Every week during the 2010-11 season, the languagecaster team explain a football phrase or cliché for learners of English who love the sport. Click on the link below to hear the word or phrase and you can also read the transcript below that. You can find many more examples by going to our football clichés here and our huge football glossary here.

Listen here: On aggregate.mp3 

This week’s English for football is the phrase on aggregate which simply means the total or the sum of something. In football it is common to use this word with the preposition ‘on’ and is usually used when there are two-leg matches, that is when two teams play each other home and away to decide the winner. This week’s Champions League matches saw Chelsea, Man United and Real Madrid all qualify for the last eight of the competition. Chelsea won 2-0 on aggregate, United 2-1 on aggregate while Madrid beat Lyon 3-0 on aggregate. On aggregate.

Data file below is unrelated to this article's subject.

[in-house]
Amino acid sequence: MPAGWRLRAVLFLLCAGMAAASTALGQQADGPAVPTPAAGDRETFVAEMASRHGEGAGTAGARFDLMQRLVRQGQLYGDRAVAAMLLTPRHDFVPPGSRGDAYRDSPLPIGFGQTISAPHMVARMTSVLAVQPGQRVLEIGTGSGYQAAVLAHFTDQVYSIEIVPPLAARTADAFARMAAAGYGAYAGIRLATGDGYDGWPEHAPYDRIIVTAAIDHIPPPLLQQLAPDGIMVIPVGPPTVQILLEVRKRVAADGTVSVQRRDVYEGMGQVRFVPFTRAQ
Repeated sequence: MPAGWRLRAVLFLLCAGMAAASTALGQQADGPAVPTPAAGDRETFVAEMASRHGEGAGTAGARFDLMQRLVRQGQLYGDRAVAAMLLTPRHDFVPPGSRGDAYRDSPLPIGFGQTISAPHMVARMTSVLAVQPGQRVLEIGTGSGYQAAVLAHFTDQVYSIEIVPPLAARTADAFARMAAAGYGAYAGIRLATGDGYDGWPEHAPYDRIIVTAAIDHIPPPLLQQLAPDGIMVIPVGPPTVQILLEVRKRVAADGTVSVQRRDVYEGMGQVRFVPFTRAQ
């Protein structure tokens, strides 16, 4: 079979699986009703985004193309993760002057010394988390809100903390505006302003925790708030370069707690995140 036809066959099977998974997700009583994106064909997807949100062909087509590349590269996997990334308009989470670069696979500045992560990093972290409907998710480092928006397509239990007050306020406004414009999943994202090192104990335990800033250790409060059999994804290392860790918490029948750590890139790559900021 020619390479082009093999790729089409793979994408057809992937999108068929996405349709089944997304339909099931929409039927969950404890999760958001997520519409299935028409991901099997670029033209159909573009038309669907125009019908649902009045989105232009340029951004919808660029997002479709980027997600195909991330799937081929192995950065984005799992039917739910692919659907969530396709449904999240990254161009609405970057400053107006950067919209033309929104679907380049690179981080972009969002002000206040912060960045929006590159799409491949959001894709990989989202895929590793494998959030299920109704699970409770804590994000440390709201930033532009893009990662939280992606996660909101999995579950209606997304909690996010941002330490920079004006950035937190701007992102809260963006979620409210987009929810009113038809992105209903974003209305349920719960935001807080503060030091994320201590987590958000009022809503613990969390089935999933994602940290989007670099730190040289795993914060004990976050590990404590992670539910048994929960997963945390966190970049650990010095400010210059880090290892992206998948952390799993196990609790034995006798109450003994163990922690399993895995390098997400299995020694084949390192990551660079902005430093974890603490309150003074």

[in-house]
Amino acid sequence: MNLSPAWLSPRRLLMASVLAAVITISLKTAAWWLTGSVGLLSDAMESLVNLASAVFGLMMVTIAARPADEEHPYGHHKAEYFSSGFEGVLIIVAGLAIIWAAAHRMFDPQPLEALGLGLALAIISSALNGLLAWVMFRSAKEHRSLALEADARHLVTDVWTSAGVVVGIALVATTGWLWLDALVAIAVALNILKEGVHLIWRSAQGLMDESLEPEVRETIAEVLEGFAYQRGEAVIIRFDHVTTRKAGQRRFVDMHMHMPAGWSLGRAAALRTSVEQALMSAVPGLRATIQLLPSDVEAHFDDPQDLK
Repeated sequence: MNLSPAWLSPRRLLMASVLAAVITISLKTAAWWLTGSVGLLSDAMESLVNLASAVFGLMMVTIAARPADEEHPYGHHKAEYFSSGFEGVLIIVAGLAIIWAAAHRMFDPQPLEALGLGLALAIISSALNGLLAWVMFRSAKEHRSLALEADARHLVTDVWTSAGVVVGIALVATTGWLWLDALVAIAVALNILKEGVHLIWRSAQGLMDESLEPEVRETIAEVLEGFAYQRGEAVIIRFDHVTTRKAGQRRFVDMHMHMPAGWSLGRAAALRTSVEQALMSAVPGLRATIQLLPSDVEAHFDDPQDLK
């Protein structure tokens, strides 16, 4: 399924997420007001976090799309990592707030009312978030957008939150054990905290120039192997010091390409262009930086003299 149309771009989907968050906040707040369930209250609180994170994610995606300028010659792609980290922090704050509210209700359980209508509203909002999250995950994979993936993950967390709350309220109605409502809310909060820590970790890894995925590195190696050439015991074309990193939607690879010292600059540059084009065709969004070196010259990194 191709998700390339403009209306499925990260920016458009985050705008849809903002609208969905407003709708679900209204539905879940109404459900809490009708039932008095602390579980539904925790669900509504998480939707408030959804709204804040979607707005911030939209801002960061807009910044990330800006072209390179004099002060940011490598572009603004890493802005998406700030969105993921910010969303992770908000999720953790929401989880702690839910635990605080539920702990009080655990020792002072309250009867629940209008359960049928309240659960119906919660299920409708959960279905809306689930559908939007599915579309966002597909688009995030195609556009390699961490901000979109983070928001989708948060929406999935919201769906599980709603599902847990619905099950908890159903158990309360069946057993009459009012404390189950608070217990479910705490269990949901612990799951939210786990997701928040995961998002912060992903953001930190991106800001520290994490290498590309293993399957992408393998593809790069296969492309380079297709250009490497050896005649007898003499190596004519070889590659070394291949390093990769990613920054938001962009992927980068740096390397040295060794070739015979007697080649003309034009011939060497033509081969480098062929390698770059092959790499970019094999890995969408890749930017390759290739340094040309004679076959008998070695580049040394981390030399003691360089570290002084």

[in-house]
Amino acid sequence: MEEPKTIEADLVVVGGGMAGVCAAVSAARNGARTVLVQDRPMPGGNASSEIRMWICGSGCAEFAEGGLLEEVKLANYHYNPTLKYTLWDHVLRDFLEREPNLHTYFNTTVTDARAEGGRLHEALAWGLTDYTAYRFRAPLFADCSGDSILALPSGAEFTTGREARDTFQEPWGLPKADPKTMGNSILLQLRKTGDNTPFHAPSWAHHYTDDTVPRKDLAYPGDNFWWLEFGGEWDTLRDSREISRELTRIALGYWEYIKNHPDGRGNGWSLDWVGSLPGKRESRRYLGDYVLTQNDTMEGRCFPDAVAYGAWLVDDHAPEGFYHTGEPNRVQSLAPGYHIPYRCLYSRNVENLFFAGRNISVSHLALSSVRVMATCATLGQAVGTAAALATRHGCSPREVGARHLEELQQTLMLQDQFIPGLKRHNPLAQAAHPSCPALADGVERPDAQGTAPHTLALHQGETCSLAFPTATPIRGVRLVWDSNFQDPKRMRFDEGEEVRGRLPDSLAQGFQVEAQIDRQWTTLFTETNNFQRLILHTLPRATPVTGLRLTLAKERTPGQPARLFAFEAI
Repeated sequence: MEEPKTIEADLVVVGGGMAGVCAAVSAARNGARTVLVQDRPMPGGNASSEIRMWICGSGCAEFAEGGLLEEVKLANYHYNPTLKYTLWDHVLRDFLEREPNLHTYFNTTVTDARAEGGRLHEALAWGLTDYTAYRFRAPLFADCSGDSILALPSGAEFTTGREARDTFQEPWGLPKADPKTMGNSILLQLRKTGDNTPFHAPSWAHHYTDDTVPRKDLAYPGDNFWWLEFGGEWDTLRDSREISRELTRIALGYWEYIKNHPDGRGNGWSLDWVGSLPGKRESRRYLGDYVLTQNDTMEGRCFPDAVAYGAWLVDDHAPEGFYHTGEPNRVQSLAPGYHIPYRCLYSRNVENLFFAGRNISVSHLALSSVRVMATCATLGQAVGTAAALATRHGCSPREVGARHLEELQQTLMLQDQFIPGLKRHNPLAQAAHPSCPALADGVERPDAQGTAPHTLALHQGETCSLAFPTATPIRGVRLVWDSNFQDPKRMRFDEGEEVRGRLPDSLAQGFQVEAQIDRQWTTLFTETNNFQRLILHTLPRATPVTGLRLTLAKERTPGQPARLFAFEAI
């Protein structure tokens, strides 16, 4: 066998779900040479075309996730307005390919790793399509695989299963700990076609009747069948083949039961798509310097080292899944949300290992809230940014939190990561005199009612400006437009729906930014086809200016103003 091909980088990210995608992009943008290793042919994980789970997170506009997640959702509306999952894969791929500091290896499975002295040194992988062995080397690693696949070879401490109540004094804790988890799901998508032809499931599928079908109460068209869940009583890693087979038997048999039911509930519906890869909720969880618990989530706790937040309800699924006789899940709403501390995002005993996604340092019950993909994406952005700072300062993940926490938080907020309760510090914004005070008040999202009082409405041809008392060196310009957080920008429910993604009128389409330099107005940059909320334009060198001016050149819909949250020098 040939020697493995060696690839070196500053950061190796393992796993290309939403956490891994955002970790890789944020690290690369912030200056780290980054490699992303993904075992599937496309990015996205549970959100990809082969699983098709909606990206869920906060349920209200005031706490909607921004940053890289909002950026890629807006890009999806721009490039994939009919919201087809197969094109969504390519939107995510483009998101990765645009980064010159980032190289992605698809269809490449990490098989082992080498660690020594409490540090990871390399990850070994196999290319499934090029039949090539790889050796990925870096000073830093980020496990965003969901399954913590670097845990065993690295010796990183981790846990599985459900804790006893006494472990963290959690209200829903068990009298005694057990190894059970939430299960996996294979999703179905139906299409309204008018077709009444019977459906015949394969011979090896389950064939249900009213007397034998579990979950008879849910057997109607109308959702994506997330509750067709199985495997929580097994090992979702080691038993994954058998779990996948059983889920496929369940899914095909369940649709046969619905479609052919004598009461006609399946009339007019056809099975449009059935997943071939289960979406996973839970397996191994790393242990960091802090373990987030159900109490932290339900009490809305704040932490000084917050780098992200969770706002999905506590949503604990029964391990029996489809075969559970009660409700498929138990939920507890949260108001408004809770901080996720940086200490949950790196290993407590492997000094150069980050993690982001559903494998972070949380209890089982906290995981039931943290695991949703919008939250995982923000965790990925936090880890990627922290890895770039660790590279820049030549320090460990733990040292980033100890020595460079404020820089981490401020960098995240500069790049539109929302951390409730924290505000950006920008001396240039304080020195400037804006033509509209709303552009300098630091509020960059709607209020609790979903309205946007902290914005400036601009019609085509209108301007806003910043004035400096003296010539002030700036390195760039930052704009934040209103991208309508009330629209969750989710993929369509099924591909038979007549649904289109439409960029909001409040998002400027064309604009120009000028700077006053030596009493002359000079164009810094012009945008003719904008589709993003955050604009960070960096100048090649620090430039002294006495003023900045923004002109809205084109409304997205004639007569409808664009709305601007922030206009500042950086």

Learn English Through Football
Learn English Through Football

Free football language podcast for learners of English brought to you by Damian and Damon. Interviews, match reviews, predictions all with full language support for football fans around the world who wish to improve their English language skills.

Welcome to the website that helps students interested in football improve their English language skills. Soccer fans can enhance these skills with lots of free language resources: a weekly podcast, football phrases, explanations of football vocabulary, football cliches, worksheets, quizzes and much more at languagecaster.com.

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  • What is the meaning of the words “thrust”, “put” and “pull” here?

    4 min Rather bitty so far, as you’d expect, with West Ham using their wide midfielders to block City’s thrusts down the flanks.

    France are now on top. A chance for Mbappe but he puts it wide.

    It’s all Derby in the early stages and Ward almost picks out Sammon in the middle before Bryson lets fly from distance but pulls it wide of the near post.

    • Hello,

      1. City’s thrusts down the flanks means their attacks along the sides (flanks) of the pitch.
      2. To put it wide means that the player shot wide of the post – they missed the target.
      3. Pull it wide of the post is similar to number 2 – the player has hit the ball wide – again off target. To pull a shot suggests the player did not hit the ball cleanly and maybe that’s why it went off target (wide).

      Hope that helps


AEpisode 236